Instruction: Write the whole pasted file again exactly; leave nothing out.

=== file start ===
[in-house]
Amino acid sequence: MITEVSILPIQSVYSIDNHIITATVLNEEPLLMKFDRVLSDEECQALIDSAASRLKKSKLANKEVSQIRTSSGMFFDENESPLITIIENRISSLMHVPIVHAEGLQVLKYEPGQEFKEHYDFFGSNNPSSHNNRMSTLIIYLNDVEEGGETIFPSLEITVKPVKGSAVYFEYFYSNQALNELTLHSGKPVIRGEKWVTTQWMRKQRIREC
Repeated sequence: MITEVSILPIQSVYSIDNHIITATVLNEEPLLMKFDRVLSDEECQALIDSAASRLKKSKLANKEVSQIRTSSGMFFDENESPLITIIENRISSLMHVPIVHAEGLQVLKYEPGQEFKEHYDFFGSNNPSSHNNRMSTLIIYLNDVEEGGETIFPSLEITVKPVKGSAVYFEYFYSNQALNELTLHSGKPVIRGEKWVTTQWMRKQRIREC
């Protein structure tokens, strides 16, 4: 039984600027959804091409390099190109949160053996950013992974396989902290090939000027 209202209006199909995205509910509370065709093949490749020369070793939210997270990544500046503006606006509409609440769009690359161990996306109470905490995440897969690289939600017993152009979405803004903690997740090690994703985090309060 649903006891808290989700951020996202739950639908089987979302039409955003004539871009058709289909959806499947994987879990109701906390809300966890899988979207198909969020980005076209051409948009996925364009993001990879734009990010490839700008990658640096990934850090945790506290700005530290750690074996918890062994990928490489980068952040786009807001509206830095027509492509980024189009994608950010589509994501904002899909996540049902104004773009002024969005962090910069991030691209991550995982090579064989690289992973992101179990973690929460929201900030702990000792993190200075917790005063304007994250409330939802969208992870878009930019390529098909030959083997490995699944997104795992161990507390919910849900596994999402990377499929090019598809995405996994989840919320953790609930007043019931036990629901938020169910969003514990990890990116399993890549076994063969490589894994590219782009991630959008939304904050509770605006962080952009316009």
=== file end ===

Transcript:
[in-house]
Amino acid sequence: MITEVSILPIQSVYSIDNHIITATVLNEEPLLMKFDRVLSDEECQALIDSAASRLKKSKLANKEVSQIRTSSGMFFDENESPLITIIENRISSLMHVPIVHAEGLQVLKYEPGQEFKEHYDFFGSNNPSSHNNRMSTLIIYLNDVEEGGETIFPSLEITVKPVKGSAVYFEYFYSNQALNELTLHSGKPVIRGEKWVTTQWMRKQRIREC
Repeated sequence: MITEVSILPIQSVYSIDNHIITATVLNEEPLLMKFDRVLSDEECQALIDSAASRLKKSKLANKEVSQIRTSSGMFFDENESPLITIIENRISSLMHVPIVHAEGLQVLKYEPGQEFKEHYDFFGSNNPSSHNNRMSTLIIYLNDVEEGGETIFPSLEITVKPVKGSAVYFEYFYSNQALNELTLHSGKPVIRGEKWVTTQWMRKQRIREC
């Protein structure tokens, strides 16, 4: 039984600027959804091409390099190109949160053996950013992974396989902290090939000027 209202209006199909995205509910509370065709093949490749020369070793939210997270990544500046503006606006509409609440769009690359161990996306109470905490995440897969690289939600017993152009979405803004903690997740090690994703985090309060 649903006891808290989700951020996202739950639908089987979302039409955003004539871009058709289909959806499947994987879990109701906390809300966890899988979207198909969020980005076209051409948009996925364009993001990879734009990010490839700008990658640096990934850090945790506290700005530290750690074996918890062994990928490489980068952040786009807001509206830095027509492509980024189009994608950010589509994501904002899909996540049902104004773009002024969005962090910069991030691209991550995982090579064989690289992973992101179990973690929460929201900030702990000792993190200075917790005063304007994250409330939802969208992870878009930019390529098909030959083997490995699944997104795992161990507390919910849900596994999402990377499929090019598809995405996994989840919320953790609930007043019931036990629901938020169910969003514990990890990116399993890549076994063969490589894994590219782009991630959008939304904050509770605006962080952009316009």